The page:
Paul Reckinger: A 32-Year-Old Real Estate Agent With Severe Right Ankle Pain With an Associated Catching Sensation

Learning Objectives

  • Learn the common causes of ankle pain.

  • Develop an understanding of the unique anatomy of the ankle joint.

  • Develop an understanding of the musculotendinous units that surround the ankle joint.

  • Develop an understanding of the anatomy of the Achilles tendon.

  • Develop an understanding of the causes of Achilles tendinitis.

  • Develop an understanding of the differential diagnosis of Achilles tendinitis.

  • Learn the clinical presentation of Achilles tendinitis.

  • Learn how to examine the ankle and Achilles tendon.

  • Learn how to use physical examination to identify Achilles tendinitis.

  • Develop an understanding of the treatment options for Achilles tendinitis.

Paul Reckinger

Paul Reckinger is a 32-year-old commercial real estate agent with the chief complaint of, “I have a catch in the back of my right ankle that hurts like hell.” Paul stated that he recently competed in a tennis tournament at his country club and thought that was the reason for his ankle problem. “Doc, the competition was really brutal, but I gave it my all. I was up against this guy in the semifinals, and we were very evenly matched. The game went on for what seemed like hours, and neither of us could bring the game home. It was match point, and when I lunged for the ball I felt something in the back of my right ankle tear as I hit the ball. There was no way that guy was going to get to that ball the way I returned it, but from then on the back of my ankle has been hurting, especially in the mornings, when I first get up to go to the bathroom. Then I feel a catch and a sharp pain, and I have to hobble into the bathroom. It gets a little better after I’m up and on it for a while.”

I asked Paul about any antecedent ankle trauma, and he said no. I asked what made the pain better, and he said a couple of Aleves washed down with a couple of single-malt whiskeys seemed to help. I asked Paul what made it worse, and he said the heating pad and walking up and down stairs. I asked how he was sleeping, and he said, “Not worth a crap. Every time I roll over, if I move my ankle, the pain wakes me up. I can’t lie on my right side, and that’s the side I like to sleep on.” He denied fever and chills. I asked Paul to point with one finger to show me where it hurt the most. He pointed to the area above the posterior aspect of the right calcaneus.

On physical examination, Paul was afebrile. His respirations were 16, and his pulse was 72 and regular. He was normotensive with a blood pressure of 120/70. Paul’s head, eyes, ears, nose, throat (HEENT) exam was normal. His cardiopulmonary examination was completely normal. His thyroid was normal, as was his abdominal examination, which revealed no abnormal mass or organomegaly. There was no costovertebral angle (CVA) tenderness, nor was there any peripheral edema. Paul’s low back examination was unremarkable. Visual inspection of the right ankle was normal. I asked Paul to get up and walk, and he walked with a flat-footed gait to avoid plantarflexing his foot. The area over the distal Achilles tendon was a little warm, but it did not appear to be infected. There was marked tenderness to palpation of the distal Achilles tendon, and I perceived a creaking sensation when I asked Paul to plantarflex his foot ( Fig. 6.1 ). Paul’s pain was reproduced with resisted plantarflexion of the foot. There was pain to externally rotate his ankle. The left ankle examination was normal, as was examination of his other major joints. A careful neurologic examination of the upper extremities revealed no evidence of peripheral or entrapment neuropathy, and the deep tendon reflexes were normal.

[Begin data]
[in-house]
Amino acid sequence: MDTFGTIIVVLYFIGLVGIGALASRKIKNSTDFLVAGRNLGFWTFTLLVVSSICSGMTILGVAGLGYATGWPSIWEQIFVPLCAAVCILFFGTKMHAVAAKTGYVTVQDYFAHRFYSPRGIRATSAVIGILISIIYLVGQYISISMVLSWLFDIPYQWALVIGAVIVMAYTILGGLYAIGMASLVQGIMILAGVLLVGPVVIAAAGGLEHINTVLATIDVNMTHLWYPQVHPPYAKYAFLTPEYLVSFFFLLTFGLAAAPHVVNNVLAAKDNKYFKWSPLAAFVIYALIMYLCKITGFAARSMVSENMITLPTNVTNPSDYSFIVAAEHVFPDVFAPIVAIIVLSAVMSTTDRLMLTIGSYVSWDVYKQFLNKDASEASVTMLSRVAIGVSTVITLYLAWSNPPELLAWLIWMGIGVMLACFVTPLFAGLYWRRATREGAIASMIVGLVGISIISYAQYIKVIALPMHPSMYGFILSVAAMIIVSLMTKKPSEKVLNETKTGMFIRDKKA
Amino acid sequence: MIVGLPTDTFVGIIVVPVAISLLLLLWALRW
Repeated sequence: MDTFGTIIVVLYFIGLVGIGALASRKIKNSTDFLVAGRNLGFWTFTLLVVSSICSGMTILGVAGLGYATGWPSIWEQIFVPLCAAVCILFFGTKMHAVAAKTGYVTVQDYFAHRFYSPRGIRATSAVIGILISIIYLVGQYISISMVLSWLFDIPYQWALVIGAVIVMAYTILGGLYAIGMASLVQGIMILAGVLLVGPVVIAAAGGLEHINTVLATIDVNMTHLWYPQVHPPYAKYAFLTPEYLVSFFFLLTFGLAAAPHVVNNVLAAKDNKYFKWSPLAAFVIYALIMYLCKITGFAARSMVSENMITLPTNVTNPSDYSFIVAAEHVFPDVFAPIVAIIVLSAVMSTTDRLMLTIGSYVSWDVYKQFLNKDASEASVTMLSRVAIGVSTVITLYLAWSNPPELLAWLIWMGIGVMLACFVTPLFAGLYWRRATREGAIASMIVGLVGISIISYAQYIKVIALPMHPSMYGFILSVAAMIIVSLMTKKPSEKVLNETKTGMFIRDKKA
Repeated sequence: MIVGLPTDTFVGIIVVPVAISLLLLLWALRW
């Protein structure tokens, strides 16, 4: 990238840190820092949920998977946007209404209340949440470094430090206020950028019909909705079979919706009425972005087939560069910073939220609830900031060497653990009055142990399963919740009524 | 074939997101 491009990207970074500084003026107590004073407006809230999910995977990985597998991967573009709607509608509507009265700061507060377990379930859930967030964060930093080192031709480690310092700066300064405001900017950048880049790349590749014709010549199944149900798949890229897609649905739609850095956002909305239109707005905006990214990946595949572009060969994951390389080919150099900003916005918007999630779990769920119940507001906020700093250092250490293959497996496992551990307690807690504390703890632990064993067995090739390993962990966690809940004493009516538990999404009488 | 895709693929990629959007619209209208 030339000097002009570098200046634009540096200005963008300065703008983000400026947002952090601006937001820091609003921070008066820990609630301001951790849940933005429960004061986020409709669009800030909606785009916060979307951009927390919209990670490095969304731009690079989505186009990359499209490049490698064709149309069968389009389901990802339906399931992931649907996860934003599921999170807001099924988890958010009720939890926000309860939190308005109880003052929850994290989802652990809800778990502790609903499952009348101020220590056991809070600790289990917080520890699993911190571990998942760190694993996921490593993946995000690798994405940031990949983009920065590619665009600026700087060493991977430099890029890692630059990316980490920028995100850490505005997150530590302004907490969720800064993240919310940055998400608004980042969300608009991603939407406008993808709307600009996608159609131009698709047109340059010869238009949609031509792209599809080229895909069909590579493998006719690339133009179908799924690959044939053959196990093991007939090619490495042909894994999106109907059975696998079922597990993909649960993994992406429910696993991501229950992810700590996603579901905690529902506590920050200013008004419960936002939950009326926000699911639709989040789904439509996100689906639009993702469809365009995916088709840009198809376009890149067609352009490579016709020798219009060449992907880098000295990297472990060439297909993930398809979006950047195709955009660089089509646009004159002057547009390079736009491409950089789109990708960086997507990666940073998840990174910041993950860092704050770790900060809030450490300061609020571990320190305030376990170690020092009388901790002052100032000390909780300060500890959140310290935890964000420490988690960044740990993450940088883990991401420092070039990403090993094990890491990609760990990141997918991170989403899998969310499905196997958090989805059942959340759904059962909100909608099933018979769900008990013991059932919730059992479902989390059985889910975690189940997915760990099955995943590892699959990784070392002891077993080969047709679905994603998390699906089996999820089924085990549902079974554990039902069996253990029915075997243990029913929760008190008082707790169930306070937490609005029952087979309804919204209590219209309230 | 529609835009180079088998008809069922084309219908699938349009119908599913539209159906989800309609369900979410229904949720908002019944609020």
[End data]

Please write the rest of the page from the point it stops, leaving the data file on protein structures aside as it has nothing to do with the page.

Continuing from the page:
Fig. 6.1

Eliciting the creak sign for Achilles tendinitis.

From Waldman SD. Physical Diagnosis of Pain: An Atlas of Signs and Symptoms . Philadelphia: Saunders; 2006:377.

Key Clinical Points—What’s Important and What’s Not

The History

  • History of acute trauma to the posterior ankle following lunging for a ball while playing tennis

  • No history of previous significant ankle pain

  • No fever or chills

  • Acute onset of ankle pain following a traumatic event with exacerbation of pain with ankle use

  • Pain in the right ankle

  • A catching sensation when walking

  • Sleep disturbance

The Physical Examination

  • Patient is afebrile

  • Tenderness to palpation of the distal Achilles tendon

  • Palpation of the right Achilles tendon reveals warmth to touch

  • Creaking sensation when palpating the right Achilles tendon during passive plantarflexion of the foot

  • Increased pain with resisted plantarflexion of the right foot and ankle

  • No evidence of infection

  • Flat-footed gait in an effort to splint the inflamed Achilles tendon

Other Findings of Note

  • Normal HEENT examination

  • Normal cardiovascular examination

  • Normal pulmonary examination

  • Normal abdominal examination

  • No peripheral edema

  • Normal upper extremity neurologic examination, motor and sensory examination

  • Examination of joints other than the right ankle was normal

What Tests Would You Like to Order?

The following tests were ordered:

  • Plain radiographs of the right ankle

  • Ultrasound of the right ankle, including the Achilles tendon

Test Results

The plain radiographs of the right ankle revealed a significantly calcified insertion of the Achilles tendon with Haglund deformity ( Fig. 6.2 ).

Nov 19, 2022 | Posted by in PAIN MEDICINE | Comments Off on Paul Reckinger: A 32-Year-Old Real Estate Agent With Severe Right Ankle Pain With an Associated Catching Sensation

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